Turning up the heat on tackling climate change
The success of ‘green’ political parties at the recent European Parliament elections was another sign of the growing importance of environmental issues for electorates in the West. We can attribute this increased engagement, in part, to growing concerns about climate change. In particular, a perceived lack of commitment among governments to take the necessary steps to transition to a low-carbon economy. The 2015 Paris Agreement on climate change stated that nations should limit warming to well below 2°C. However, commentators expect current policies to take us to over 3°C. This dire outlook has led to calls for radical policy action, such as the proposed Green New Deal touted by politicians in the US.
Climate change also has ramifications for asset managers. They are seeing a warming planet and the transition to a low-carbon economy change the risk profile of many of the companies and economies in which they invest. This could have consequences for investors. As asset managers, it is our responsibility to understand every aspect of these consequences.
How to approach climate change
To support the transition to a low-carbon economy, prudent asset managers must access high-quality data and insights on climate change trends, risks and opportunities. This data can then be integrated into the investment decision-making process. Managers and investors can also seek to align with the Principles for Responsible Investment Investor Agenda. This is an initiative for investors to demonstrate their contribution to transitioning the world’s financial capital to low-carbon opportunities.
Another way to evaluate how effectively a portfolio combats climate change is through a carbon footprint. While this has its shortcomings, carbon footprinting is a good starting point for understanding exposure to climate risks. It also demonstrates a company’s or a portfolio’s impact on the energy transition. Carbon footprinting can help managers identify relatively carbon-intensive companies as part of their approach to climate-risk management.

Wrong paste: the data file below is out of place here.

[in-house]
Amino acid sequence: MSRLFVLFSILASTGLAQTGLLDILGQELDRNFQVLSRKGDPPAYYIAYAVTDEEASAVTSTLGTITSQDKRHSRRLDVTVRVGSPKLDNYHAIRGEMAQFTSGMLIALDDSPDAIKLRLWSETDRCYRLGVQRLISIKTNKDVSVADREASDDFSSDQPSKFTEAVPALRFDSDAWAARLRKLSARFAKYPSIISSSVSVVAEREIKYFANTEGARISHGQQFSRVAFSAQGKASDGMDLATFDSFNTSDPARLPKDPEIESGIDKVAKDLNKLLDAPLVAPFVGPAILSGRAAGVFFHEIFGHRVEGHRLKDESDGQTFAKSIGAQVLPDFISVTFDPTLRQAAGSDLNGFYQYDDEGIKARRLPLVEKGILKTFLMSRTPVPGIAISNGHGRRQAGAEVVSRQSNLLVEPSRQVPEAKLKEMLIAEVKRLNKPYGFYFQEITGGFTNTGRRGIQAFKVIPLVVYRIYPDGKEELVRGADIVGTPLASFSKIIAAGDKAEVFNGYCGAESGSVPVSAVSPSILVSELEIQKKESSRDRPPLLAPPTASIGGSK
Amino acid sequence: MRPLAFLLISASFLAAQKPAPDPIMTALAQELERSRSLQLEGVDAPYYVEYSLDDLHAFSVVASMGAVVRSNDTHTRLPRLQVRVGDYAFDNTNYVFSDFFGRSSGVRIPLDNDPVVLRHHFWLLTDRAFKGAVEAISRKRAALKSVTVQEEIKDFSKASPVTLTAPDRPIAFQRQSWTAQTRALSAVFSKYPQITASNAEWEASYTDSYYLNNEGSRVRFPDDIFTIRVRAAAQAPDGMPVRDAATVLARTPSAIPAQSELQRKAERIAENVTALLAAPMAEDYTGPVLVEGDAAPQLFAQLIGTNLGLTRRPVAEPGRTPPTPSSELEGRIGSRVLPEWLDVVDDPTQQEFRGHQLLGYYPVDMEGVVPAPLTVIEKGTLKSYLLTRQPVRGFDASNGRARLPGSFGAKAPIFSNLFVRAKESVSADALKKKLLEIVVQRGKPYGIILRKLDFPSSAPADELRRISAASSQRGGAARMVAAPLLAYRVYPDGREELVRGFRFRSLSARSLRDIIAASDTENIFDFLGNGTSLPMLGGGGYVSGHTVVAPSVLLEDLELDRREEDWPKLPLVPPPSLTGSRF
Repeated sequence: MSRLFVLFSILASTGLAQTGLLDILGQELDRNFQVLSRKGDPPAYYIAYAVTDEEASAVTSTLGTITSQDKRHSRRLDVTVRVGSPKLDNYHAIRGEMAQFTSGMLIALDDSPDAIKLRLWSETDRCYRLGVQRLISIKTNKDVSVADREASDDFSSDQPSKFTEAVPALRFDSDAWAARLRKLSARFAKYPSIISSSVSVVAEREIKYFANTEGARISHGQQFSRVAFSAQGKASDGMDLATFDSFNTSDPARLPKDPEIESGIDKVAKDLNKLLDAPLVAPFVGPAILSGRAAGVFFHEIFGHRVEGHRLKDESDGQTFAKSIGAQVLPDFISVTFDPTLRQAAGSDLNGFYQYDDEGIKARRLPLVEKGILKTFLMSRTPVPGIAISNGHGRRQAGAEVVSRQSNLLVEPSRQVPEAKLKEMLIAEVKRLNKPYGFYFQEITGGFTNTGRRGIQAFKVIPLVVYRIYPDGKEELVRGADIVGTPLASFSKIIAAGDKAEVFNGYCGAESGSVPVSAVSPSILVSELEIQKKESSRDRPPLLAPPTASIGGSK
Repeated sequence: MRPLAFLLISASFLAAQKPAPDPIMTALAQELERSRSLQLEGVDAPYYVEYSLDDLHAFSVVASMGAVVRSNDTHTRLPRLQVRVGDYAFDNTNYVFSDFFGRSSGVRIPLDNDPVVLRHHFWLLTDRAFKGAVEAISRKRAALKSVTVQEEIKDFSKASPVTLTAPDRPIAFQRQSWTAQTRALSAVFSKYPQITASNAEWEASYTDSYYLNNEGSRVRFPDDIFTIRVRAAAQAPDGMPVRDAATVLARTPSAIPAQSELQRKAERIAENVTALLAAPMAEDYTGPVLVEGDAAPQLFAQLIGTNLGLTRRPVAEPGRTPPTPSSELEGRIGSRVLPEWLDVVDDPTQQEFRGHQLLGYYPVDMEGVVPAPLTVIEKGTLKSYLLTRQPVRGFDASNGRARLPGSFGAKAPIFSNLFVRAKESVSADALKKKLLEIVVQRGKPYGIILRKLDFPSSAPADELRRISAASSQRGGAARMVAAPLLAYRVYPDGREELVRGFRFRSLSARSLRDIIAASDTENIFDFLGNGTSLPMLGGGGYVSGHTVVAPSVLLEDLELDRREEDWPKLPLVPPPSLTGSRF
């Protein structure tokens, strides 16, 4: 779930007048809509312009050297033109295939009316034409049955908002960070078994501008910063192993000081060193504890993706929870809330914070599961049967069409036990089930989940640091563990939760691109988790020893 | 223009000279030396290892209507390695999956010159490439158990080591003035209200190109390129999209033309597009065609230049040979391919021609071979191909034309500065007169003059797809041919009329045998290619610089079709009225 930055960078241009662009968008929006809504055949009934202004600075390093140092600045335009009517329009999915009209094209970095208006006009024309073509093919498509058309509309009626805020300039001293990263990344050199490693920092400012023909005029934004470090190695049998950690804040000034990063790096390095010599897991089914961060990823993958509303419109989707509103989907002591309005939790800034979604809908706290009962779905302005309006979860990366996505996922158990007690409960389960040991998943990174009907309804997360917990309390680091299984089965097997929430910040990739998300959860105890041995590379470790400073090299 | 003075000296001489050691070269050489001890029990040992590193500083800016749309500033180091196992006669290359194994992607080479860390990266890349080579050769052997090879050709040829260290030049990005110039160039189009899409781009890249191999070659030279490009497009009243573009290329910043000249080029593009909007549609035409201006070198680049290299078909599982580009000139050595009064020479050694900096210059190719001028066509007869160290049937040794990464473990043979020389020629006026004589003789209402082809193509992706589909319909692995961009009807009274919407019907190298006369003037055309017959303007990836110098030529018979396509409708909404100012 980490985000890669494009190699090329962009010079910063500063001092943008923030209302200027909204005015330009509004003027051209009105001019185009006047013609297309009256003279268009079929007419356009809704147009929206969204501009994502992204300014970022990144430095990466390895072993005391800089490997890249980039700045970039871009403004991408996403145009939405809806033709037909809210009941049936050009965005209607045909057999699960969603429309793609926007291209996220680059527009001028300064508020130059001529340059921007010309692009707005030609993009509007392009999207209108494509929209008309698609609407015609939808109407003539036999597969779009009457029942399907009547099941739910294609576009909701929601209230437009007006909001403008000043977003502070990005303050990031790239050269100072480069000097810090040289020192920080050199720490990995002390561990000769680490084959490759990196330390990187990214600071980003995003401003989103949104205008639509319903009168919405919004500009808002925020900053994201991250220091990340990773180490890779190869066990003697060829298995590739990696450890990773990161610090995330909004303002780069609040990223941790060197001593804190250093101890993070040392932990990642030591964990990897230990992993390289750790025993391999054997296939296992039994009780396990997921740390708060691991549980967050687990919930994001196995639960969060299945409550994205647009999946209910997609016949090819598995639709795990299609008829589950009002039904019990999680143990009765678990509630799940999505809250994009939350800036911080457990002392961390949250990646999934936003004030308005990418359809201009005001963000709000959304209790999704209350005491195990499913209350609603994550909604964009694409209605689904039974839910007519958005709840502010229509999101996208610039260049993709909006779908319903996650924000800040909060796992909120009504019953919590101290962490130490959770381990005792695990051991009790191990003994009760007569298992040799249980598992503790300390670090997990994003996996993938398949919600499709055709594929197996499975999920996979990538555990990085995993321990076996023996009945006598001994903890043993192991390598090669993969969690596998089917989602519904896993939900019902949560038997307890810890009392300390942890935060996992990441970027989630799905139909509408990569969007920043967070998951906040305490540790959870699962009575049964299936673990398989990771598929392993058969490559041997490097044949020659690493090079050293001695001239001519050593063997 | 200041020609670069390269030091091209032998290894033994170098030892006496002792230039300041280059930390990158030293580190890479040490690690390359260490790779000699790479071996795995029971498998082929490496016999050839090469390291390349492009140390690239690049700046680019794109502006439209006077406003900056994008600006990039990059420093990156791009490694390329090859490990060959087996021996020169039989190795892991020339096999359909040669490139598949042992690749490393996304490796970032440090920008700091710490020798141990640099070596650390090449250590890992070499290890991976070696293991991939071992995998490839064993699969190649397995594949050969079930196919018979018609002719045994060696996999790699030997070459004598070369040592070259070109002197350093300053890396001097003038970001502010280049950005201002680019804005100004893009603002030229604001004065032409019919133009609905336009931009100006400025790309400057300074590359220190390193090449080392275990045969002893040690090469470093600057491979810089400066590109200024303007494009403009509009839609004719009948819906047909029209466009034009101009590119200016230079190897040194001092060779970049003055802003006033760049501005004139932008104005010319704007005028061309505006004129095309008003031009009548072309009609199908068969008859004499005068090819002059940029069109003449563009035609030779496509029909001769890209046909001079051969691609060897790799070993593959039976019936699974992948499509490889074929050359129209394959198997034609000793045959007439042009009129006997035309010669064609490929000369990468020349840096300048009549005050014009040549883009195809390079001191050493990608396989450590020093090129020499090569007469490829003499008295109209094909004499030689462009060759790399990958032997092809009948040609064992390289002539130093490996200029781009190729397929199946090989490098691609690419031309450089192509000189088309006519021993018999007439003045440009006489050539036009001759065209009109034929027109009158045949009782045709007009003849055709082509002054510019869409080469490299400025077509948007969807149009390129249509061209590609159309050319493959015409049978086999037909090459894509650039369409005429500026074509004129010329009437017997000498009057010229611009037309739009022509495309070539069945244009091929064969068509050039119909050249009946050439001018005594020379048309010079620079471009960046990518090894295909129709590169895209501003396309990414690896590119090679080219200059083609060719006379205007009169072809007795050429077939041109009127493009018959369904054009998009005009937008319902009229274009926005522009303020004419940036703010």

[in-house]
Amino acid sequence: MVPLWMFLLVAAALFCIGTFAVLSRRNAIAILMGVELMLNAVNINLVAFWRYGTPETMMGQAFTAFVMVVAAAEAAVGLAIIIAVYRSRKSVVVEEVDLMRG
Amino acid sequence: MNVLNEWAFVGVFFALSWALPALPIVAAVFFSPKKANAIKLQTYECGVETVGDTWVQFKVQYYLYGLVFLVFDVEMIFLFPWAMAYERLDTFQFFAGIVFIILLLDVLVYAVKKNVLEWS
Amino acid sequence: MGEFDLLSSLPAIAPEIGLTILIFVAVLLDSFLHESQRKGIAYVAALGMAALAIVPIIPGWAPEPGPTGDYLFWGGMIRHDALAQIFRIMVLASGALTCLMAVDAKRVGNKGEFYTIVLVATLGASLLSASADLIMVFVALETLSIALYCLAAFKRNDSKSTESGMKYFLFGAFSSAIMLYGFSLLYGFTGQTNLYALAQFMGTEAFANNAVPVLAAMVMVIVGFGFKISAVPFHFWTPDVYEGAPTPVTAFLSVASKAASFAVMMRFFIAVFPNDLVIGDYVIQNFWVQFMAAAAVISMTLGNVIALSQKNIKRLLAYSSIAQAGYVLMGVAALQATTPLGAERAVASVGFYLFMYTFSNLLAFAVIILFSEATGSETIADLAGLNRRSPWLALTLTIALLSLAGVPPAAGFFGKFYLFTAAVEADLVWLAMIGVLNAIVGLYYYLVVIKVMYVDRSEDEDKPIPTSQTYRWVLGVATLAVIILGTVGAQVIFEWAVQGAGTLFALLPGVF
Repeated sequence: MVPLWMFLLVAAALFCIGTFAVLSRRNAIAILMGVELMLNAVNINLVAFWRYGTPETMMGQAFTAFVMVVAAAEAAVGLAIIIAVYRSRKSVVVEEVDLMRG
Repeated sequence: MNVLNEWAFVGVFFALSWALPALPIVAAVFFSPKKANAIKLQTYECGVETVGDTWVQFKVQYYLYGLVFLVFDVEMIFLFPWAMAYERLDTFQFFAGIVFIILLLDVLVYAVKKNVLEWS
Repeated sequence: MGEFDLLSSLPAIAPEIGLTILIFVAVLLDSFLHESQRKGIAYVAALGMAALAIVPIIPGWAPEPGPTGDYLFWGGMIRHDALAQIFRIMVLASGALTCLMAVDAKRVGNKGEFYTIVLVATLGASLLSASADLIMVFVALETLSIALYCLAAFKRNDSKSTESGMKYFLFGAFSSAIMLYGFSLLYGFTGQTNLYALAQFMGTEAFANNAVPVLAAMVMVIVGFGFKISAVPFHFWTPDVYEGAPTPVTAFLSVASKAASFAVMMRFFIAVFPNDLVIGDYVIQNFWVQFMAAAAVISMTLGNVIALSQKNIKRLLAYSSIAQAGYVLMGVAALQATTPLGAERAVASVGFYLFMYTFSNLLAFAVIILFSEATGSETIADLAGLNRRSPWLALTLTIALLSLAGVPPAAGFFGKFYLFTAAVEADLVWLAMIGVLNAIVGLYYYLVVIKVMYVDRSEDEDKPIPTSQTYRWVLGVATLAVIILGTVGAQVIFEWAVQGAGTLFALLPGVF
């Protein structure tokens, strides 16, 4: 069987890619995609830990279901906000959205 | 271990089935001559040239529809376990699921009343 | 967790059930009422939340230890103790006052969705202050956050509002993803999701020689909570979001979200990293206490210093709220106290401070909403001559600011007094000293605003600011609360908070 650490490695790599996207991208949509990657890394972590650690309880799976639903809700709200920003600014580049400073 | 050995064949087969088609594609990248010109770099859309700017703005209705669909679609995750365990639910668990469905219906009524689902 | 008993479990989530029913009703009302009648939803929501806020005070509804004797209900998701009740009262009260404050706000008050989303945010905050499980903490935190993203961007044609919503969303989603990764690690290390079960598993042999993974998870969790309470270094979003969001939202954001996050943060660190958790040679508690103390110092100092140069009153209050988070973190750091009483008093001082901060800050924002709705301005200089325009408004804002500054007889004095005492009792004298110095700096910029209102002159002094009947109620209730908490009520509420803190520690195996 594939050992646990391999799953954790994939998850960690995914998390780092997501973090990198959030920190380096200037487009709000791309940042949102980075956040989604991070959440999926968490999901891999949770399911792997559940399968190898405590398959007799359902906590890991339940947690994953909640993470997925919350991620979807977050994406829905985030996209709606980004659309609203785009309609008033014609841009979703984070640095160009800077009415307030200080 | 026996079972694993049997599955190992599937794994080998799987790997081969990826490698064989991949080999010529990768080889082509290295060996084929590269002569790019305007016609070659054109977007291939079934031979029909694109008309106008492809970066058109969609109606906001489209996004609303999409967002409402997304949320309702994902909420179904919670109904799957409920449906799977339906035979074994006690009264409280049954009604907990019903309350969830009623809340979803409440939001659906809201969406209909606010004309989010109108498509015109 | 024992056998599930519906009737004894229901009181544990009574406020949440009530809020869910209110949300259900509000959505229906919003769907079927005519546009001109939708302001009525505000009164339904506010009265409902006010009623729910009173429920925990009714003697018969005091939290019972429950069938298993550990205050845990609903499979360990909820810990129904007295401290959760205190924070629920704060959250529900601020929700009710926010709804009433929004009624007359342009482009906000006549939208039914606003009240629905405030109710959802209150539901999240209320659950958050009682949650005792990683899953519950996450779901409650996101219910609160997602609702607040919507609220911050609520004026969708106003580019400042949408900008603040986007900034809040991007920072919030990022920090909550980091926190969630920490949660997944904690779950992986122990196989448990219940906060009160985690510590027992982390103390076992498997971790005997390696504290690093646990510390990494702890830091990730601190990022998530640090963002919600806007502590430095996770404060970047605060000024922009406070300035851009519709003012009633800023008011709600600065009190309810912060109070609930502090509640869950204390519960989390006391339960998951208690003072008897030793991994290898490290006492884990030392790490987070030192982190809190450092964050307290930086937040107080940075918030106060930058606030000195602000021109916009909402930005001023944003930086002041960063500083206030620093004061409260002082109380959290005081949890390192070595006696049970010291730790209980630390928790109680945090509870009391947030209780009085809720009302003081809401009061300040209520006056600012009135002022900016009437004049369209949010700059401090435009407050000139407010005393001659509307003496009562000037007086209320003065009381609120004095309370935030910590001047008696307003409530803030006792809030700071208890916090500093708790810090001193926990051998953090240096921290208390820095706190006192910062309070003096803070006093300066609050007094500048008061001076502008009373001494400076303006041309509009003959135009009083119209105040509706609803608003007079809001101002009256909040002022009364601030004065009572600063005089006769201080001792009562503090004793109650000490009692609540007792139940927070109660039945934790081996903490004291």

A world of opportunities
The energy transition also presents investors with considerable opportunities. Achieving the 2°C Paris target depends on whether the world is able to quickly deploy large amounts of private capital to construct renewable energy infrastructure, low-carbon transport and improve energy efficiency. A move away from coal, as well as rapid deployment and falling costs of clean energy technologies, are notable trends. According to the International Energy Agency, the cost of the transition will be around $3 trillion per year. The private sector is expected to finance the majority of this. The long-term opportunity will involve channeling capital flows from clients to projects and businesses that will drive the development of a low-carbon economy.
In 2018, greenhouse-gas emissions hit a record high. With emissions continuing to increase in many regions, the scale of the climate-change challenge is immense.
In 2018, greenhouse-gas emissions hit a record high. With emissions continuing to increase in many regions, the scale of the climate change challenge is immense. Unsurprisingly, more and more people are putting this challenge high on their list of priorities. The range of products available to investors who wish to see their concerns reflected in their investments is growing. Already, a number of products enable investors to transition away from carbon-intensive industries. This includes impact investing, which can focus on companies that provide clean energy and energy-efficient products and services. Other products screen companies based on climate-related criteria, such as power generation and revenue from fossil fuels.
As major investors and stewards of capital, we recognize the important role asset managers can play. We need to support the energy transition through our capital-allocation decisions and develop solutions that meet the demands of our investors. We are already making great strides in this area. We will continue to do so in order to help address this vital issue.
Foreign securities are more volatile, harder to price and less liquid than U.S. securities. They are subject to different accounting and regulatory standards, and political and economic risks. These risks are enhanced in emerging markets countries.